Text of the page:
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Visit to Mullard Radio Astronomy Observatory

May 12 @ 11:00 am - 1:00 pm

One antenna of the One-Mile Telescope at the observatory

One antenna of the One-Mile Telescope at the observatory

A return visit has been arranged to the Mullard Radio Astronomy Observatory of the Cavendish Laboratory, University of Cambridge, on Saturday 12th May. The radio observatory is situated on the Lord’s Bridges site a short distance from Cambridge, on the A603, about ½ mile outside the village of Barton (see location) and is the site of several historic and working radio telescopes (Mullard Radio Astronomy Observatory). The tour will be given by Peter Doherty, a faculty member, starting at 11am and last for approximately 2 hours. It involves some walking and in May good shoes would be an advantage.

The observatory was opened by Sir Edward Appleton on 27 July 1957. The construction of the One-Mile and subsequently the 5-Km Radio Telescopes by Martin Ryle and his colleagues at Lord’s Bridge in the early sixties opened up the study of the astrophysics of Galactic and extragalactic radio sources providing supporting evidence for the Big Bang Theory of the Universe. The great success of these radio telescopes gave the Cavendish Laboratory a world-leading position in radio astronomy and contributed to Ryle’s knighthood in 1966, and his appointment as Astronomer Royal in 1972. It was to be some years before other radio observatories were able to compete with and eventually surpass the capabilities of these telescopes. This began to take place in the late 1970s with the commissioning of the Very Large Array in New Mexico in the USA.

In 1965 Antony Hewish designed a large array to measure the velocity of the Solar Wind, the 4.5 acre array project. He was joined by Jocelyn Bell as a graduate student in October 1965. The radio telescope was commissioned at Lord’s Bridge during July 1967. Using this array the first discovery of a rapidly pulsating radio source, or pulsar, CP 1919 was made by Bell on 6 August 1967.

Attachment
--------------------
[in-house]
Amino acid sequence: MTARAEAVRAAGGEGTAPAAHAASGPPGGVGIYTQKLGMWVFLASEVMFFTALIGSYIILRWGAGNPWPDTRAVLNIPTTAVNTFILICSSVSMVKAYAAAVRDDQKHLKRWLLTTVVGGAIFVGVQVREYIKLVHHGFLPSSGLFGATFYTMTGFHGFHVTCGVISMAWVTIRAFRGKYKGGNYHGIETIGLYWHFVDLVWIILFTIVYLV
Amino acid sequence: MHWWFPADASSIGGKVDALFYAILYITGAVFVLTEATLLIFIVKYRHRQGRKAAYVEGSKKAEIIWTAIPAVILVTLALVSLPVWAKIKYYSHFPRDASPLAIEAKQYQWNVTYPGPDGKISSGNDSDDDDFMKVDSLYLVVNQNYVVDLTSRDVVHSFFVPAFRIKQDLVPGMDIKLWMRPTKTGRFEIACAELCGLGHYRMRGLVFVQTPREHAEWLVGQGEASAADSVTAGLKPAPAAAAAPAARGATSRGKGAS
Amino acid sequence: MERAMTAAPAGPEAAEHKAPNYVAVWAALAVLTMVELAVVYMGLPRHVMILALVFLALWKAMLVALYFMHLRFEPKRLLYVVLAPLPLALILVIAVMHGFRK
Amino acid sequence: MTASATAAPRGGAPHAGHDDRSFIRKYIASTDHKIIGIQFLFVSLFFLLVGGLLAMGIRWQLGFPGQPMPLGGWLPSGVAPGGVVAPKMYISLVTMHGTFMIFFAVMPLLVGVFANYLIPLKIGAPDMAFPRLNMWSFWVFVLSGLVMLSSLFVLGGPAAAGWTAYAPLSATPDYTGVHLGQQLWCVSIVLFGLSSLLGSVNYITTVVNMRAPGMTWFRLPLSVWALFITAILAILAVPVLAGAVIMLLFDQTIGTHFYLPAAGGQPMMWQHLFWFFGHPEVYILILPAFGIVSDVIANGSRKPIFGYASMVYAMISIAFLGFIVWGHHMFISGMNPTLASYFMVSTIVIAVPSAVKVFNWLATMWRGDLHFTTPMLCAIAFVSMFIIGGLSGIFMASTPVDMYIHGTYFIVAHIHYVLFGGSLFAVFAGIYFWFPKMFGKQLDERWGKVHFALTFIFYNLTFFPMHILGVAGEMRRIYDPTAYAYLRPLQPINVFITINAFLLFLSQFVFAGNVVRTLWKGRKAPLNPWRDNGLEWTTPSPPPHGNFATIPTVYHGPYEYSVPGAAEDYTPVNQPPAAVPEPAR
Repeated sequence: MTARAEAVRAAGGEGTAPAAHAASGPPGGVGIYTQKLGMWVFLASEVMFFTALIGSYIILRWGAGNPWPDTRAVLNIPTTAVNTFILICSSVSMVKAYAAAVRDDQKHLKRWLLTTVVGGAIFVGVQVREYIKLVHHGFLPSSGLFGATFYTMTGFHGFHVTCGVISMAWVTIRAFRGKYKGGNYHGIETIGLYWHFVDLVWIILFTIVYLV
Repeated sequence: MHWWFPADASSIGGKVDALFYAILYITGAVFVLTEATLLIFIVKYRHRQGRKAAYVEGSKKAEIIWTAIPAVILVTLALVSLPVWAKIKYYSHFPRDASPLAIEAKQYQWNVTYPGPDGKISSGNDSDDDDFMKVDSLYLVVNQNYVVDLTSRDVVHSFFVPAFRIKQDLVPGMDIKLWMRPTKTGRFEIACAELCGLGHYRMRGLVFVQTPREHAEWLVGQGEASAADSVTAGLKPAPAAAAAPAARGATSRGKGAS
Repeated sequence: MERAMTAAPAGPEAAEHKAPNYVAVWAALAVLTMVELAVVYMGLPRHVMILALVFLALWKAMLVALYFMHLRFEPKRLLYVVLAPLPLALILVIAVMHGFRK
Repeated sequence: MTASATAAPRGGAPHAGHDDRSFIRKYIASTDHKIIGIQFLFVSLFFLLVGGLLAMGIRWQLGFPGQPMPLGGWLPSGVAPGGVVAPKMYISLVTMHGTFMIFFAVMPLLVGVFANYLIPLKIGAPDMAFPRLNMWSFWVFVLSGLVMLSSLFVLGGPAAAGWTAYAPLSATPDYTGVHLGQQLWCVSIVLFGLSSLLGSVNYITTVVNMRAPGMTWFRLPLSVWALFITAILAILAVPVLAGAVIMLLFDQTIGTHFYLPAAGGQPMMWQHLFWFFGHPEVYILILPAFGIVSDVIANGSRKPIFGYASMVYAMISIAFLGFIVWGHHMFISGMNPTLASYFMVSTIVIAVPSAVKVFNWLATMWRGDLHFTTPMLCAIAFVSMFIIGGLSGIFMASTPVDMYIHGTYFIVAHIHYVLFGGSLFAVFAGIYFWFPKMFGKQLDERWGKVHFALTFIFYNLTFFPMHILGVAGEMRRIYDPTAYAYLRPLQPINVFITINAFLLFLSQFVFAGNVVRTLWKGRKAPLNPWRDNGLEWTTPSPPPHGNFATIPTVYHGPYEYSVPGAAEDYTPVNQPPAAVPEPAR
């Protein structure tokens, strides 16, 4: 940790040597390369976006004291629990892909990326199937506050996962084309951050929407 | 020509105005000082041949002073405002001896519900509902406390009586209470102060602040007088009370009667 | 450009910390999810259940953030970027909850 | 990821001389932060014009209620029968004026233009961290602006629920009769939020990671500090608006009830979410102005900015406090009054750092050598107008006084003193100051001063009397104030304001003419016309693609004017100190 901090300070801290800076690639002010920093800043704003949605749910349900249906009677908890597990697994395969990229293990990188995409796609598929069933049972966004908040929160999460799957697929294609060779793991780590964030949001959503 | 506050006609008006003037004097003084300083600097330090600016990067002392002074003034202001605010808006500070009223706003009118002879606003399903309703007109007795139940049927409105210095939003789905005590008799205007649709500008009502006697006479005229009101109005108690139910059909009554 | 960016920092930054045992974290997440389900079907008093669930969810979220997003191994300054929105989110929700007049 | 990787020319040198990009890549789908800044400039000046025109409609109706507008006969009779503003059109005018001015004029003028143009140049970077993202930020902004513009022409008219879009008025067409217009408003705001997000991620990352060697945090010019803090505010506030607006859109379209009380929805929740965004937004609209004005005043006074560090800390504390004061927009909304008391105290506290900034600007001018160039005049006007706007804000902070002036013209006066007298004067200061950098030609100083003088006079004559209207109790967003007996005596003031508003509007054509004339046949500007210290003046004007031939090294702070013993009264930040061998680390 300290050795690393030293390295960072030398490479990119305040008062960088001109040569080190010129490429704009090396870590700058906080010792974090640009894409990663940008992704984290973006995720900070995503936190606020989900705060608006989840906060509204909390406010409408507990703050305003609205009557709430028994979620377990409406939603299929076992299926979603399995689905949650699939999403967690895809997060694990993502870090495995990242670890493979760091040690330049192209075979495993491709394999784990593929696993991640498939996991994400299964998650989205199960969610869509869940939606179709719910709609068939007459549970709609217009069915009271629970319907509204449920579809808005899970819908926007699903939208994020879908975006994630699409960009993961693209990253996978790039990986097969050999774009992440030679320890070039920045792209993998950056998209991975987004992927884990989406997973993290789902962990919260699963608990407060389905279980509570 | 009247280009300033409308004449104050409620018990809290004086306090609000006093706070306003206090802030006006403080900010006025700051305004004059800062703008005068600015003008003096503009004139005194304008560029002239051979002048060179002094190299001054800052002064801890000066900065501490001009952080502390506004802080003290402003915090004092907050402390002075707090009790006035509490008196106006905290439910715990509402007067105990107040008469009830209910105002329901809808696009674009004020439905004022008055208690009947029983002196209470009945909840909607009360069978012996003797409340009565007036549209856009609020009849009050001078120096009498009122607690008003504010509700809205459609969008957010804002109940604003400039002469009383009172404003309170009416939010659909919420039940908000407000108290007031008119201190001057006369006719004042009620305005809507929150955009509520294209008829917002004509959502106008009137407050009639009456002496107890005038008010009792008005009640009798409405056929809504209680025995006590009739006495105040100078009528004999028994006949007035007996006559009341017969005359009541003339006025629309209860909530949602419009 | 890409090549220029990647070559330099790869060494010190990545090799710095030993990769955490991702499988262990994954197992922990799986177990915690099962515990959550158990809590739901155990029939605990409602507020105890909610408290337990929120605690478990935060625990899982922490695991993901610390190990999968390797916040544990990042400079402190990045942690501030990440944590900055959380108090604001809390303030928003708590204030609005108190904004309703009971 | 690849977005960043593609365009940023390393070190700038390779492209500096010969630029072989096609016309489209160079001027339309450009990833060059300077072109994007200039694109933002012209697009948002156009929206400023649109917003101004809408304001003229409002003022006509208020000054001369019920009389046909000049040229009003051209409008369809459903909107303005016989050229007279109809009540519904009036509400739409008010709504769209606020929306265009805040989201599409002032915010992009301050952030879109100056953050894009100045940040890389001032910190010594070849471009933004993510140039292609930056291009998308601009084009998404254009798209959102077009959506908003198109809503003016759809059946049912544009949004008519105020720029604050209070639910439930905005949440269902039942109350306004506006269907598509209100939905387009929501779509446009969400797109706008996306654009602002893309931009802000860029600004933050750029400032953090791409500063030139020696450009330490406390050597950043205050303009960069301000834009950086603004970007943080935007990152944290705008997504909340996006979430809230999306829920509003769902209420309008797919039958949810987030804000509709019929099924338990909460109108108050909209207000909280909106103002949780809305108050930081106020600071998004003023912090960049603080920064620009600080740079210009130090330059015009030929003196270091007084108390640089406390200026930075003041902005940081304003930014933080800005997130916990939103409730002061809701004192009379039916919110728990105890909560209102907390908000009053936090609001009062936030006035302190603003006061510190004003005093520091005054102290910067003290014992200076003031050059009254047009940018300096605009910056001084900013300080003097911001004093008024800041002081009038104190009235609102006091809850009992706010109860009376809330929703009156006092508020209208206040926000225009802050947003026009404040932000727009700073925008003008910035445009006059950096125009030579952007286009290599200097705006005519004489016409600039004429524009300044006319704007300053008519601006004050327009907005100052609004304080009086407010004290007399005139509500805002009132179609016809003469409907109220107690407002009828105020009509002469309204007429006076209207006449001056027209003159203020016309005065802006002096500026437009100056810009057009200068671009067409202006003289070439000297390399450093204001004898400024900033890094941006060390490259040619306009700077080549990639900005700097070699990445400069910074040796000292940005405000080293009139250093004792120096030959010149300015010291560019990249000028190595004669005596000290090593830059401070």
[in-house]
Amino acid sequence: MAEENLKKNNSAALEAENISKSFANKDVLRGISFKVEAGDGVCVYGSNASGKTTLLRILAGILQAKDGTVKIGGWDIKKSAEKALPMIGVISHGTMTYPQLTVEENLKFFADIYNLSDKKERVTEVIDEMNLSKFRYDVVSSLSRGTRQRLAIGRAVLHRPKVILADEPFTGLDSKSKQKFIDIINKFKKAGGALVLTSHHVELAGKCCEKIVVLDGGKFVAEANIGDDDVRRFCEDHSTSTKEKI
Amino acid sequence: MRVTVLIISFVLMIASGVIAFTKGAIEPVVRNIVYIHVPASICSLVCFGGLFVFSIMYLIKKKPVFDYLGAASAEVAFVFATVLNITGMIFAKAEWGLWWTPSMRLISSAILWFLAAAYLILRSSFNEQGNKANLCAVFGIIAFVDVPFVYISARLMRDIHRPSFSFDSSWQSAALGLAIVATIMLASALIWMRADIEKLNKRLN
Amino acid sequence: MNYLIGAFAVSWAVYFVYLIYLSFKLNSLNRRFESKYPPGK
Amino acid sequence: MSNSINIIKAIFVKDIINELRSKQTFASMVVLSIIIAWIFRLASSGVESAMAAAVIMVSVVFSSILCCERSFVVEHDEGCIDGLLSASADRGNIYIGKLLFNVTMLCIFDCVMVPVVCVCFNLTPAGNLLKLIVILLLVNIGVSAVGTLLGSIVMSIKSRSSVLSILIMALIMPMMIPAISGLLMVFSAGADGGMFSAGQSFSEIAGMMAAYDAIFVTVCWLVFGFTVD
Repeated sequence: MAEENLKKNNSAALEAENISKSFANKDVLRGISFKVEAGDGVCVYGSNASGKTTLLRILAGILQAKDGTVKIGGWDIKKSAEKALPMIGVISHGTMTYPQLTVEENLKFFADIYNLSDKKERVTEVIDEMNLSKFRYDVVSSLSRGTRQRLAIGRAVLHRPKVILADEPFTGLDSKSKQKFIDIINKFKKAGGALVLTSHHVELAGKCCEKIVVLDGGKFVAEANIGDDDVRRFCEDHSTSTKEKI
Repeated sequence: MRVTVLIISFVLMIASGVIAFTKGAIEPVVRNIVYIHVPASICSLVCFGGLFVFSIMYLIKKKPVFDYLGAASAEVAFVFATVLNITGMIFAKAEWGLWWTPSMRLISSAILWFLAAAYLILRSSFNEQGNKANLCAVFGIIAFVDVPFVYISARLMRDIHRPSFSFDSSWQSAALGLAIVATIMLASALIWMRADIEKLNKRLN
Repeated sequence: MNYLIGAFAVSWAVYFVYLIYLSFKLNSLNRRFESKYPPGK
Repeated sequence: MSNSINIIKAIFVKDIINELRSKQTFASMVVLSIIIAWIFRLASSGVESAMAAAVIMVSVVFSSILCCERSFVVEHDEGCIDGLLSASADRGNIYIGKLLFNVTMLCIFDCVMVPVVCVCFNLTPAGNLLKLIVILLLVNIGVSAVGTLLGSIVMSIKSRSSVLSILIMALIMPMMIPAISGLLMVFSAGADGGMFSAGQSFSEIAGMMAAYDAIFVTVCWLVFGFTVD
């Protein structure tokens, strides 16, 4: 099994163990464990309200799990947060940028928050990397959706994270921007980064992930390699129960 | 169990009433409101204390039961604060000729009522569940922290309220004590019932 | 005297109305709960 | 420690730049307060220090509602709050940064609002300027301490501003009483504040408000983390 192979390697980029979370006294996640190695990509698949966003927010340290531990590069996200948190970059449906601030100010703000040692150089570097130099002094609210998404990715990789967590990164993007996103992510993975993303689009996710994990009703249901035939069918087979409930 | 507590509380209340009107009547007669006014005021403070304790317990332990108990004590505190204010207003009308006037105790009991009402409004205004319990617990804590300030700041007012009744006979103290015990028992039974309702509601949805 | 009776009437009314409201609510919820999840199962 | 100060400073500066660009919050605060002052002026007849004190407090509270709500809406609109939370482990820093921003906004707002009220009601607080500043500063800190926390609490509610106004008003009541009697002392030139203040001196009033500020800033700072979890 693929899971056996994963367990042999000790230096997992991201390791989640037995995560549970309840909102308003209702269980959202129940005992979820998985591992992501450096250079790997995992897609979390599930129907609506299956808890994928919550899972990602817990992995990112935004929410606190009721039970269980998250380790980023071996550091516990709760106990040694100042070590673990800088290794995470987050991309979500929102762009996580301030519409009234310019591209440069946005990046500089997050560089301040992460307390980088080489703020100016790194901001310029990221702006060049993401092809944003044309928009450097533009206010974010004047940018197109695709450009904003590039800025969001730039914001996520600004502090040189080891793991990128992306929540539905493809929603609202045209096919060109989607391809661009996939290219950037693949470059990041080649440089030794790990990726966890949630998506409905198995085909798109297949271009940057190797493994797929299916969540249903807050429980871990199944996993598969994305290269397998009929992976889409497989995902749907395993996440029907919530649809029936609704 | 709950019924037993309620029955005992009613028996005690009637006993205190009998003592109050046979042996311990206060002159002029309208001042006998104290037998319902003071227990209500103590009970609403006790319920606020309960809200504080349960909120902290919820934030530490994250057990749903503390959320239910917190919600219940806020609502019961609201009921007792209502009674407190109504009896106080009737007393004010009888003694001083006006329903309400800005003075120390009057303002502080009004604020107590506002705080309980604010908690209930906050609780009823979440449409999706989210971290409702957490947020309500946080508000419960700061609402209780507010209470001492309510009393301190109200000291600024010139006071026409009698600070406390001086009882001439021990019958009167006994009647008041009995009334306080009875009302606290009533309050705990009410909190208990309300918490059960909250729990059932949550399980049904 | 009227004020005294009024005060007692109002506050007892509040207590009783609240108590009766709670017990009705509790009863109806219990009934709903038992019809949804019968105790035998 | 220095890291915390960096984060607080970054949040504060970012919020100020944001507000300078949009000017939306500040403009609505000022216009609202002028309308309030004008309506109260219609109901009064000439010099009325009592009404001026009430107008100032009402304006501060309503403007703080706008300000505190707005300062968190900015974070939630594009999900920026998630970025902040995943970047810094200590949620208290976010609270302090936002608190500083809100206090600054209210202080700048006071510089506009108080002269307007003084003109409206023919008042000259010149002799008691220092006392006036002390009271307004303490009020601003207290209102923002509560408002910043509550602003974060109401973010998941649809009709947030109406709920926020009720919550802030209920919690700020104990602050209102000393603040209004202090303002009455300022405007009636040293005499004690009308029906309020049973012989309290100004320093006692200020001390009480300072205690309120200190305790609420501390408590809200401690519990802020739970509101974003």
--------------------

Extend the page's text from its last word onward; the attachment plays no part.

Ryle and Hewish were jointly awarded the Nobel Prize in Physics in 1974.

The limited number of car parking spaces on the Lord’s Bridge site means that we are having to limit the size of the visiting group to around 20 Flamsteed members, assuming car sharing arrangements can be made to maximise the number of members per car. If you are interested in taking part in this visit then can you please click on the booking link below, giving details on whether you can offer or would require a lift.

Event Location: Mullard Radio Astronomy Observatory, Lords Bridge, Barton, Cambridge, CB3 7EX (on A603, 2.3 miles from Junction 12 of the M11 heading away from Cambridge towards Sandy). Assemble at the Car Park near the entrance to the MRAO site, near the Lecture Theatre and Ryle Telescope Control Room.

Please do not book a place on this event if you are not a member of the society. Your booking will be cancelled if your name does not appear on our membership database.


Mullard Radio Astronomy Observatory
Lord's Bridge, Barton
Cambridge, CB3 7EX United Kingdom